False Teaching

John Owen, the eminent Puritan pastor and theologian who served as a chaplain to Oliver Cromwell, once said, “If we would defend ourselves against apostasy, we must first of all be concerned for the glory of God…pray continually…contend for the faith (Jude 3)…keep careful watch over our hearts (Prov.4:23)…beware of trusting in the outward privileges of the church…and test to see if we are benefiting from the ordinances of the gospel.[1]

Seven characters of false teachers:

  1. False teachers are men-pleasers. (Jer.5:30-31)
  1. False teachers are notable in casting dirt, scorn, and reproach upon the persons, name, and credits of Christ’s most faithful ambassadors. (Num.16:3; 1 Kin.22:10-26; Matt.27:62-63)
  1. False teachers are inventors of the devices and visions of their own heads and hearts. (Jer.14:14)
  1. False teachers easily pass over the great and weighty things both of Law and Gospel and stand most upon those things that are of the least concern to the souls of men. (Matt.23:2-3; 1 Tim.6:3-5)
  1. False teachers cover and color their dangerous principles and soul impostures with fair speeches and plausible pretenses. (Num.24:17)
  1. False teachers strive more to win over men to their opinion than to better them in their conversations. (Matt.23:15)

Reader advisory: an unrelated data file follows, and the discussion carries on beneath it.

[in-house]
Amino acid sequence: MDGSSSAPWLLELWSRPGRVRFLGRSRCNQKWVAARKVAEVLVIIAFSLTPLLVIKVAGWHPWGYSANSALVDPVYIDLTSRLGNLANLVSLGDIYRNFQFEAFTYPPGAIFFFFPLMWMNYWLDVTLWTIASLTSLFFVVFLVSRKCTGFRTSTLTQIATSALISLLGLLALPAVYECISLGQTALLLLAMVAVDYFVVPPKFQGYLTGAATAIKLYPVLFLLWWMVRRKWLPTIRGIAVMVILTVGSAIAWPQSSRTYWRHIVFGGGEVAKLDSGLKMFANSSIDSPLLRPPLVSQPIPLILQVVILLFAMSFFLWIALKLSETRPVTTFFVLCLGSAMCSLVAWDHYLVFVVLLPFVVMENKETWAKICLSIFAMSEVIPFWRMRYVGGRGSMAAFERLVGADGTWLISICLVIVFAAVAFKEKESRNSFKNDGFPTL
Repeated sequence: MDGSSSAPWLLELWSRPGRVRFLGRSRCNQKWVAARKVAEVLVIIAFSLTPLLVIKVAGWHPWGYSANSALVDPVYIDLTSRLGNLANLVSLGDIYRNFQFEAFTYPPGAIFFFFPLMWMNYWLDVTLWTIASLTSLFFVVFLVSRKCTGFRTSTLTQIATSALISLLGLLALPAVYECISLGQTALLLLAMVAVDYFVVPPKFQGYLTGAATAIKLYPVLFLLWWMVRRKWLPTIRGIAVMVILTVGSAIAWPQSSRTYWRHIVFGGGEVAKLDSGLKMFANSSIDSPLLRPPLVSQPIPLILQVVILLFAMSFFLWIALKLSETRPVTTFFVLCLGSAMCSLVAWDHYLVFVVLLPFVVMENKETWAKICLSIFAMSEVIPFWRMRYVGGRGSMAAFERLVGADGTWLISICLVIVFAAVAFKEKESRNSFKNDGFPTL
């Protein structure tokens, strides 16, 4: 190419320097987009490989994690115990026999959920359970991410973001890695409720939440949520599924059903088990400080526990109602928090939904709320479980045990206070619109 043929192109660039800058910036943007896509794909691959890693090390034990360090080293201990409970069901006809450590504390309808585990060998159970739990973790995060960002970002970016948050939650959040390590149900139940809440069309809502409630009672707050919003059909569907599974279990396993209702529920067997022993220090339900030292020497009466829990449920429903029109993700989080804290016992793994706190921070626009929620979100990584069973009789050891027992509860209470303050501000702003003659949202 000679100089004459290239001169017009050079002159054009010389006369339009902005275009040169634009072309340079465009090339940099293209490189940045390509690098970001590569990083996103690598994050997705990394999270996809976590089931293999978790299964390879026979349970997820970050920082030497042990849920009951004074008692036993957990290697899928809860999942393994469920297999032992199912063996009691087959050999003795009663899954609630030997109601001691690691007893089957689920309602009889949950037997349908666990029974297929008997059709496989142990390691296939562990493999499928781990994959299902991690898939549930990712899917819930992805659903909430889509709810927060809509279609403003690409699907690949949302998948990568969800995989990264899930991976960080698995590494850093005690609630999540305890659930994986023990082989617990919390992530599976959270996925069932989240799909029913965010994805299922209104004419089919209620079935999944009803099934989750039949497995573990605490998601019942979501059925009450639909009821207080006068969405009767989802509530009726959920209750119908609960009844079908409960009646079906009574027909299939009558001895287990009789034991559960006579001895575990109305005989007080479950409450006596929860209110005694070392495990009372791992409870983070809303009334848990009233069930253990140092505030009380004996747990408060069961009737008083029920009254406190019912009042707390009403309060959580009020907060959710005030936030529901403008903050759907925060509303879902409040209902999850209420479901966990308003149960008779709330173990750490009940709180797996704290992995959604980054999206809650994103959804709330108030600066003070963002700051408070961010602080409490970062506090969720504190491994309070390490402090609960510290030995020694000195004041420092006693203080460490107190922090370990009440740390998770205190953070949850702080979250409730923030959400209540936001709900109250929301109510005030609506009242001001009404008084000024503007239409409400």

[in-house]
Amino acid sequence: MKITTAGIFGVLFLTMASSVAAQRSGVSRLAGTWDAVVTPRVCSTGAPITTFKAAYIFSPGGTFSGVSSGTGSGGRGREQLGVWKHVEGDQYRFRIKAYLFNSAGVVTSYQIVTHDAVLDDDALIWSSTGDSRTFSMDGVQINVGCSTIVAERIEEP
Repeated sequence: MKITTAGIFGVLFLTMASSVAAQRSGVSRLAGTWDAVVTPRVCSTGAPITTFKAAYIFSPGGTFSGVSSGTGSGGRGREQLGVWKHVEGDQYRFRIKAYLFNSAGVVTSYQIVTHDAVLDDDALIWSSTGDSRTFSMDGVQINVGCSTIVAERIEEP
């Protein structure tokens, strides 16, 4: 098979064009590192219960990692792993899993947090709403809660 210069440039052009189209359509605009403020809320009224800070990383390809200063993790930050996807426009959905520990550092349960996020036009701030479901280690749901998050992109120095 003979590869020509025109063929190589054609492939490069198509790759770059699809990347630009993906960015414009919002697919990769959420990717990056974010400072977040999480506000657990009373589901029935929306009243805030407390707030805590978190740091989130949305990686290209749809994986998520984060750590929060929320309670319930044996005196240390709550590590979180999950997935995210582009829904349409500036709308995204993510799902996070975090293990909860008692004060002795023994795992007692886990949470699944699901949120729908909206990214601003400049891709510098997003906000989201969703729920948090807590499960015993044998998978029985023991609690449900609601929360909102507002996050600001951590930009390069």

1. False teachers make merchandise of their followers. (2 Pet.2:1-3)[2]

What are the dangers of false teaching?
False teaching is dangerous for many reasons. Paul identifies several serious dangers.


  • It promotes and provokes controversy rather than faith in Christ. (1 Tim.1:3-4)


  • It leads to spiritual shipwreck and moral catastrophe like that of King Saul, Judas, and Demas. (1 Tim.1:19ff)


  • It leads to apostasy and falling victim to demonic activity. (1 Tim.4:1-4)


  • It engenders greed and discontentment, and ultimately results in ruin and destruction. (1 Tim.6:6-10)


  • It results in shallowness of character, emptiness, and false knowledge. (1 Tim.6:20-21)


  • It possesses a gangrene-like effect that multiplies and spreads throughout the whole body, destroying vital tissue, leading to division, decline, and, finally, death in a church. (2 Tim.2:17ff)


  • It corrupts the mind and defiles the conscience, so that one’s decisions and attitudes are no longer a reliable guide to faith and purity. (Titus 1:13-16)

How do you guard yourself from false teaching?

  1. Be sure that you possess true, genuine, saving faith. In other words, make sure that you have been truly converted. The unconverted mind is unwilling to submit to sound doctrine (Phil.3:18; Titus 1:16; 1 Cor.2:6-7, 14; 2 Cor.4:4-6; Rom.6:17; 2 Tim.4:3-5).


  1. Be intent on doing God’s will as it is revealed to you in Scripture (John 7:17). A true understanding of doctrine will not come unless one is inwardly yielded to the truth he hears.


  1. Be mindful and diligent in giving God your best, so that when you meet God’s inspection, you will stand the test and be approved, having no need for shame because of faulty workmanship (2 Tim.2:15).





[1] Apostasy from the Gospel, John Owen, Puritan Paperbacks, Banner of Truth Trust


[2] Thomas Brooks, Precious Remedies Against Satan’s Devices, pp.230-234

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